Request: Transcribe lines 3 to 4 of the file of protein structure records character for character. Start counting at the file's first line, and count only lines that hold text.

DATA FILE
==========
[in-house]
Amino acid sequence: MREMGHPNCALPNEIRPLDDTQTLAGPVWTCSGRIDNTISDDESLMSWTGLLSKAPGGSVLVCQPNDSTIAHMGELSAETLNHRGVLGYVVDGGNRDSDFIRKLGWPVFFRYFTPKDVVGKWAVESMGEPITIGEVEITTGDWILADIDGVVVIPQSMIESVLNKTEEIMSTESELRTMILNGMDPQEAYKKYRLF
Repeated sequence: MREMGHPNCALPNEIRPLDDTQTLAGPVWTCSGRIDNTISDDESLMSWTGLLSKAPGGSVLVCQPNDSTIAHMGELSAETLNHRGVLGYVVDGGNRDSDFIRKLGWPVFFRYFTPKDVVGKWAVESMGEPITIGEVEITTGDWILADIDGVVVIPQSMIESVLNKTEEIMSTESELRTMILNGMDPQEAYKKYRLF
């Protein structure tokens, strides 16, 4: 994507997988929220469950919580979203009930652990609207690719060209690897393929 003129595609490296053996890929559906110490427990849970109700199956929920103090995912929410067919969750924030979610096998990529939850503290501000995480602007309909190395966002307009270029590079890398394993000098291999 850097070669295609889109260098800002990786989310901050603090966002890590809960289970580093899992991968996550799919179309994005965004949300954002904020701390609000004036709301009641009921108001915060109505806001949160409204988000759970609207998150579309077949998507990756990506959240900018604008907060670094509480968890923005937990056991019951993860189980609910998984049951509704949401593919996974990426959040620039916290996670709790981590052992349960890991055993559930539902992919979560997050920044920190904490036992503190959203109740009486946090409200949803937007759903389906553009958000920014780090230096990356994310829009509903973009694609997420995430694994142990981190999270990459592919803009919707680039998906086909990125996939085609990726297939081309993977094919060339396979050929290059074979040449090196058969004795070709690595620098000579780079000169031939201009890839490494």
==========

Repeated sequence: MREMGHPNCALPNEIRPLDDTQTLAGPVWTCSGRIDNTISDDESLMSWTGLLSKAPGGSVLVCQPNDSTIAHMGELSAETLNHRGVLGYVVDGGNRDSDFIRKLGWPVFFRYFTPKDVVGKWAVESMGEPITIGEVEITTGDWILADIDGVVVIPQSMIESVLNKTEEIMSTESELRTMILNGMDPQEAYKKYRLF
């Protein structure tokens, strides 16, 4: 994507997988929220469950919580979203009930652990609207690719060209690897393929 003129595609490296053996890929559906110490427990849970109700199956929920103090995912929410067919969750924030979610096998990529939850503290501000995480602007309909190395966002307009270029590079890398394993000098291999 850097070669295609889109260098800002990786989310901050603090966002890590809960289970580093899992991968996550799919179309994005965004949300954002904020701390609000004036709301009641009921108001915060109505806001949160409204988000759970609207998150579309077949998507990756990506959240900018604008907060670094509480968890923005937990056991019951993860189980609910998984049951509704949401593919996974990426959040620039916290996670709790981590052992349960890991055993559930539902992919979560997050920044920190904490036992503190959203109740009486946090409200949803937007759903389906553009958000920014780090230096990356994310829009509903973009694609997420995430694994142990981190999270990459592919803009919707680039998906086909990125996939085609990726297939081309993977094919060339396979050929290059074979040449090196058969004795070709690595620098000579780079000169031939201009890839490494």